Short on supplies? No problem! Use these tips for hosting a raingutter regatta using recycled materials. 


WHEN PACK 722’s Bear den leader was called out of town on business last spring, Committee Chairman Jeff Crump had to find a substitute activity. Fast. He didn’t need to look any farther than the pack’s supply closet and his own recycling bin. Using an idea he’d read about online, the Wakefield, Mass., Scouter ran his first recycle regatta.

What’s a recycle regatta? It’s much like a raingutter regatta — the sailing equivalent of the pinewood derby — except boys make their boats from recycled materials instead of kits. “We didn’t want to have to rely on prefabricated kits,” Crump says. “Those are fun to build, but they don’t get you engaged. Boys like to build stuff and tinker and play.”

In a den email, Crump asked families to bring along building materials from their recycling bins, which he supplemented with additional supplies, including some leftover foam insulation, duct tape, and glue. The pack already had two sections of 10-foot gutter designed for use in regattas. “It took about 15 minutes to put together the whole plan,” he says.

A big believer in fun that matters, Crump began the meeting with some quick lessons about trash. He asked the boys to guess how long products like plastic water bottles take to biodegrade — one boy guessed a couple of weeks, but the real answer is 450 years — and then had them sort recyclables by their symbols.

Once the learning ended, the real fun began. The boys made their boats on one side of the room and then carried them to the gutters to compete in informal two-man heats. After that, they could race again, go back and tweak their boats, or (like Crump’s son) start over. “I thought that they would want to make these boats and race them to see who was the fastest,” Crump says. “It turned out that they had the most fun just making them.”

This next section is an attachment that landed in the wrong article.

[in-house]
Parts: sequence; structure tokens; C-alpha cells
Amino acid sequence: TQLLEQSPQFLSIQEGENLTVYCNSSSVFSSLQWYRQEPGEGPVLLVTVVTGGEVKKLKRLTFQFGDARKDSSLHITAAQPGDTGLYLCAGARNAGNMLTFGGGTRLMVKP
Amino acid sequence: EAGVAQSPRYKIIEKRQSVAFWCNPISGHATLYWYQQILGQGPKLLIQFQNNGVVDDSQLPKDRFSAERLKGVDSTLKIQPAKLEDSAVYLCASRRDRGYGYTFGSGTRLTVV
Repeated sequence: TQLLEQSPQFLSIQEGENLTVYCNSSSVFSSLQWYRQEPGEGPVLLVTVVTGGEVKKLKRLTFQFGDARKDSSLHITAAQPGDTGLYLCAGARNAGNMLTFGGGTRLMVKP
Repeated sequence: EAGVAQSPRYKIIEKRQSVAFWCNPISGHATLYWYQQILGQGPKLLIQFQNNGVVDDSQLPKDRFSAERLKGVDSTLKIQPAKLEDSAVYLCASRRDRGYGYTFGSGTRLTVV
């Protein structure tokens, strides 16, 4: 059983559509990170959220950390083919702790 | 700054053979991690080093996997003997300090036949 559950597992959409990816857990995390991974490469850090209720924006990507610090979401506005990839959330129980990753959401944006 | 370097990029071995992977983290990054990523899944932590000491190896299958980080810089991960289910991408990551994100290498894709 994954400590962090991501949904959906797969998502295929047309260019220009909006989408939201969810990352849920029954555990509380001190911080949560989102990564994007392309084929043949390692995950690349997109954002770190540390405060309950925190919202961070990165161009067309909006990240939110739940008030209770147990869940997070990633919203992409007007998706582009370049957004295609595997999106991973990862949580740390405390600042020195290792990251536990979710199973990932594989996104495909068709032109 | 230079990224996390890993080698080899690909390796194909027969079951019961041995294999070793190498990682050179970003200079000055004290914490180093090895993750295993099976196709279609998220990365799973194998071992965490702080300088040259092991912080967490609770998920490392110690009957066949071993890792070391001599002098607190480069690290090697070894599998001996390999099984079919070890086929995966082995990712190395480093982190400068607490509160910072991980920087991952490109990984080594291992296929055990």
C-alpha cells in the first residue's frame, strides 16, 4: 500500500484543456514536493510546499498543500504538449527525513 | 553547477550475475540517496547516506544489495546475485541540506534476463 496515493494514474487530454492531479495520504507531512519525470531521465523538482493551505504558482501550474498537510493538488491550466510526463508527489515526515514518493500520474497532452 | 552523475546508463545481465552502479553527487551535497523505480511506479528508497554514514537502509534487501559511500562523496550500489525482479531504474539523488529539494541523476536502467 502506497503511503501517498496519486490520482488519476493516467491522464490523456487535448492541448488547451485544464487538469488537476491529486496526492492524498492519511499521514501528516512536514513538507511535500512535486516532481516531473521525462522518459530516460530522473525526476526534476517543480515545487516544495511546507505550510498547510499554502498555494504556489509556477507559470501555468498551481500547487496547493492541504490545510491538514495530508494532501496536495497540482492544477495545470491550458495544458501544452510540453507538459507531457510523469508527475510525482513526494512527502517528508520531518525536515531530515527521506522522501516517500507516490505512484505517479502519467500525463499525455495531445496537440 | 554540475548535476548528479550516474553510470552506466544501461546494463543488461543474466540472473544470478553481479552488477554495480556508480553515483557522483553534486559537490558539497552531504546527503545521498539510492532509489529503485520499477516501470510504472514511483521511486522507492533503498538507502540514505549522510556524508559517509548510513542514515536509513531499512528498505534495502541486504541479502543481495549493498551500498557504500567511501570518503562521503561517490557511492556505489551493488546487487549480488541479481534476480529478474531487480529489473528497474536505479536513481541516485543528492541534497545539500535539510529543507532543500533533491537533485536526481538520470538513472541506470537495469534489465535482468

Tony Hooker, Cubmaster of Pack 704 in Concord, N.C., had much the same experience when he ran a pack-wide recycle regatta at a local park last spring. “We didn’t keep score, and we didn’t have any trophies or prizes,” he says. “It was all for fun.”

Hooker did slip in a little learning, though. A few minutes into the race, he stopped the boys to point out how much fun they were having — not with new toys or expensive videogames, but with trash. “I encouraged them to think outside the box about ways they could do fun stuff with things that are already around,” he says.

Unlike Crump, Hooker didn’t have any gutters, so he had to purchase them. Two 10-foot-sections plus end caps cost the pack less than $25 at Lowe’s. “In comparison to a pinewood derby track, that’s very inexpensive,” he says.

Hooker encouraged his Cub Scouts to make their boats at home if they chose, although he brought along plenty of materials for those who didn’t or those whose boats weren’t seaworthy. One lesson he learned: Thick slabs of foam packing material tend to stick to the gutters when wet. “It essentially acts as a brake,” he says. “We had a couple of Tigers almost hyperventilate trying to blow their boats forward.”

The other lesson Hooker learned was to recruit a few extra parents to help with construction and repairs, especially when scissors and glue guns are involved. “Some of that construction can be tough for them to do when they’re very anxious to run back and race again,” he says.

Crump, who held the splash-filled event indoors, learned a more fundamental lesson: “Next time, I would bring a mop.”


Hulls: juice boxes, slabs of foam insulation, 8-ounce water bottles, 20-ounce soda bottles, Capri Sun pouches, Popsicle sticks (to create a raft design)

Masts: straws, skewers, small dowels, pencils

Sails: construction paper, index cards, cut-up cereal boxes, small chip bags, Capri Sun pouches

But not so much with these: newsprint and other materials that can get waterlogged, and thick pieces of foam, which stick to the gutters and make a mess when broken.

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